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Copyright © 2019 - All right reserved Jessica Grazia Mangia Photography



During the last Live Q+A on Instagram (@jessicamangia_photography), a question asked by

@lightshipphotography shook the interest of many on this topic:

  • Where to find a legit wedding photography contract and how have it tailored to your business needs.

For this reason, I decided to deepen the conversation and give a more complete answer.

First and foremost, let me say that the best way to get your contract written and tailored (to a certain extent), is to ask to an attorney who specializes in creative businesses and event industry professionals.

That is what I did, and even if there are a lot of services online that offer free (or paid) general templates, I would still recommend you to have a professional to take a look.

Also keep in mind, that each State or Country may have different rules and regulations so you want to make sure you’re taking that into consideration, too.

If you're still up for giving the online world a try, then you can take a look at TheLAWtog.com

Now, let me be clear up front: I AM NOT A LAWYER and I am going to share only what I learn with the experience as a wedding photographer, so what I say may be imperfect or not applicable at all circumstances.

There are few things that I learned over the years that are good to have in your contract, so maybe when you meet with your attorney, you can ask about this specifications.

WHAT SECTION YOUR CONTRACT SHOULD HAVE:

1. A Section for your clients to fill in the gaps about their full names, address, location of the wedding, nave of the venue, etc..

2. A section where you establish which are the services subject to the contract

3. A section about the payment methods and conditions

4. A section about the liability

5. A section about the cancellation policy

6. A section about the termination policy

7. A section about travel fees and accomodation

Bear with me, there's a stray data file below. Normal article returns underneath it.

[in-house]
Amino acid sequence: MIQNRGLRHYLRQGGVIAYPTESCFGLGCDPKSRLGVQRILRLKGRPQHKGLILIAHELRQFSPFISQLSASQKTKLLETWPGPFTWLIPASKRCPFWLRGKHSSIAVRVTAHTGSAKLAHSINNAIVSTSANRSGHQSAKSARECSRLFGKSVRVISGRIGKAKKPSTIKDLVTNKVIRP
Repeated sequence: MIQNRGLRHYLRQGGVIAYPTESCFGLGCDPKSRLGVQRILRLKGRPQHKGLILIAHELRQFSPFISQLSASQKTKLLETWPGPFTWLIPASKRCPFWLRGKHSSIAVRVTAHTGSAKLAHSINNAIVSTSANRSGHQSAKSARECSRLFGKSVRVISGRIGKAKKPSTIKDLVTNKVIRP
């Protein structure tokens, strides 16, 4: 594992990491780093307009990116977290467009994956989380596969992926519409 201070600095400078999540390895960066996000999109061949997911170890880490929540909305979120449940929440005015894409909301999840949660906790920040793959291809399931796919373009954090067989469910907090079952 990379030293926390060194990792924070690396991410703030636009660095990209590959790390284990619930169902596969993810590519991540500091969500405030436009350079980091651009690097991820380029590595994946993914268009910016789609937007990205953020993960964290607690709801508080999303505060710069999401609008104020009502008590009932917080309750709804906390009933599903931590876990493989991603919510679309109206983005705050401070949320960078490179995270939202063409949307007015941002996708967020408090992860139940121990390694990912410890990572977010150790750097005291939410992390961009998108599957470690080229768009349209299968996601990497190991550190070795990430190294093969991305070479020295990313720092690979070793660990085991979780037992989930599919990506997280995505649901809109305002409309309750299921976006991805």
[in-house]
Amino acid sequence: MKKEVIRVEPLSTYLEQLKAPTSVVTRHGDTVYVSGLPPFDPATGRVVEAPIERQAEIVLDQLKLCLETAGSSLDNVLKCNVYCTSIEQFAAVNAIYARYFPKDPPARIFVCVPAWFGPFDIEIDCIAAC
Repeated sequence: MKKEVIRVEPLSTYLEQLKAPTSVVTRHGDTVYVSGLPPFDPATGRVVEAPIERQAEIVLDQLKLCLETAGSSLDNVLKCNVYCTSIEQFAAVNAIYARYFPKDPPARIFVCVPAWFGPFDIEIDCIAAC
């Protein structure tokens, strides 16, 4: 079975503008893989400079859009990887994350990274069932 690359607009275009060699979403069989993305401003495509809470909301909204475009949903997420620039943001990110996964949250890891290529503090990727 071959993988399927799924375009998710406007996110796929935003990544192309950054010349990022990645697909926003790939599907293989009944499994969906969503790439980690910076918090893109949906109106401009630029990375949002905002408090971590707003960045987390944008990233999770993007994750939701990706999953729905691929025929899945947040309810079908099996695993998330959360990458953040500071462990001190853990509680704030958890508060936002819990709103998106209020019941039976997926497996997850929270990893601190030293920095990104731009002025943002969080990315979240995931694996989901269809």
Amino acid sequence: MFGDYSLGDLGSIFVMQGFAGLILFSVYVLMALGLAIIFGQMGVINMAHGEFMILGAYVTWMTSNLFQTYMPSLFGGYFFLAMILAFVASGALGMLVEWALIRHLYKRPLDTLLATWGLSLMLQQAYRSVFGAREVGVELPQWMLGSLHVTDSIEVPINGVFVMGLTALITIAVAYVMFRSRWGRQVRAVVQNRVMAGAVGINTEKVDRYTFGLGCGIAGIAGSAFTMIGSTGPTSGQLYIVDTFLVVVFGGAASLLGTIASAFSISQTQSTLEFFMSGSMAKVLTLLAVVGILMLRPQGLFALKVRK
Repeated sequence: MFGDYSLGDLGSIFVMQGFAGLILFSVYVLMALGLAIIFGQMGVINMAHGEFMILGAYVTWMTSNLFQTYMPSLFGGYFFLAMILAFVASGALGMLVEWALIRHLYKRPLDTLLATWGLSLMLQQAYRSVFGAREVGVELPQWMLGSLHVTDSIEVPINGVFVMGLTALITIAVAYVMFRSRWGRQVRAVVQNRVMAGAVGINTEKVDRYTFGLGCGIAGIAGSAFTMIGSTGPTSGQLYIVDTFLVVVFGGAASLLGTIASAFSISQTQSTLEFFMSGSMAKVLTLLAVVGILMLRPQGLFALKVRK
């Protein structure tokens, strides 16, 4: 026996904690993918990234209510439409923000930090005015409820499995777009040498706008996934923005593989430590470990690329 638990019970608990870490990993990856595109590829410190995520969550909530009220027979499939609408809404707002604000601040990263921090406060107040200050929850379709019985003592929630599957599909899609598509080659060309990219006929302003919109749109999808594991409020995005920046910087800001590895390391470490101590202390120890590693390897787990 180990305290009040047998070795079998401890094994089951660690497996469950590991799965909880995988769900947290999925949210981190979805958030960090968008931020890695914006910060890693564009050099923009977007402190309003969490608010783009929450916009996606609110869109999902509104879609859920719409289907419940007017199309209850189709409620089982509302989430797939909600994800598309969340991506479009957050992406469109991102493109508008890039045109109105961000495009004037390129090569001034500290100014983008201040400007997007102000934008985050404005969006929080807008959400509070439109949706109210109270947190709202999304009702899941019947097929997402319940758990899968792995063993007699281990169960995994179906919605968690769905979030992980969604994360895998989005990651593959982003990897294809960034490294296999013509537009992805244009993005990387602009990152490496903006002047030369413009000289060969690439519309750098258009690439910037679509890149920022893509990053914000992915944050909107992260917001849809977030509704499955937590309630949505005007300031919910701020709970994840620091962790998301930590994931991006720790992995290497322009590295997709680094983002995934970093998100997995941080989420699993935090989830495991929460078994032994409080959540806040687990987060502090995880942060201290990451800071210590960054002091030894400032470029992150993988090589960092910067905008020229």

Let's start talking about the second section first, because is very important to list the details of the service you are offering, for instance:

  • 8 hours wedding day coverage - 2 photographers

  • 2 hours engagement session - 1 photographer

  • 1 Keepsake photo album

  • Photo Editing

  • Ecc..

The reason why that is so important, is because you need to make sure that in case of any misunderstanding you have a clear written agreement to refer to.

The section in which you clarify your payment conditions and methods is extremely important to clarify how you intend to be paid for the services that you offer. Be careful with the language you use because a retainer is not the same thing of the security deposit. This distinction between a retainer and a deposit is a big one. However, the two are frequently confused, and often the terms are used interchangeably; when they are in fact not interchangeable.

The retainer is a fee paid in advance, which secures the date on the calendar for your services. Typically, retainers are not refundable. A client may pay a retainer to a photographer in order for the photographer to ensure the client has the photographer’s services at some future time and place. If the client then cancels the contract, if the signed contract so delineates, the photographer can then keep the retainer as compensation for the loss of business that they might have been able to book during the period for which the retainer has been paid.

A deposit is a payment made in order to show good faith that the buyer intends to complete his end of the transaction. It functions as a pledge for a contract, with the balance being paid on a later date. Deposits can be either refundable or non-refundable. It is for a specific job at a specific time and place in the future. There is no industry standard here; you have to formulate a refund policy that works for your studio.

The Section about the liability is important for you to state what are your duties and responsibilities and how you intend to compensate your clients in case of dissatisfaction for the service you provided.

The section about the cancellation policy is pretty much essential! In this section you specify which are the terms with which you are going to manage the potential client’s cancellation of the contract. For instance: you are going to explain that you will keep the retainer if they don’t give you notice of their cancellation before a certain date.

The 6th section is about the termination, which instead talks about the end of the agreement due to the photographer decision or unfaulty event. For instance: in my contract I specified that if, for whatever reason beyond my control, I won’t not be able to photograph a wedding (a family emergency, a sudden illnes, etc.), I will provide a substitute of equal skills and standards, on top of proofs of the related emergency.

Lastly you want to make sure, especially if you travel a lot for your photos, that you include a section about travel fees and accomodation. This is specifically important to avoid all sort of misunderstanding and to knowledge your clients.

On my contract I detailed all the little fees and expenses that I can run into and I explain how I’m going to charge the clients, accordingly.

I hope you guys, this was a little useful.

Next week I will talk about: Wedding photography right to post (or not), wedding guests photos, and when you need a model release.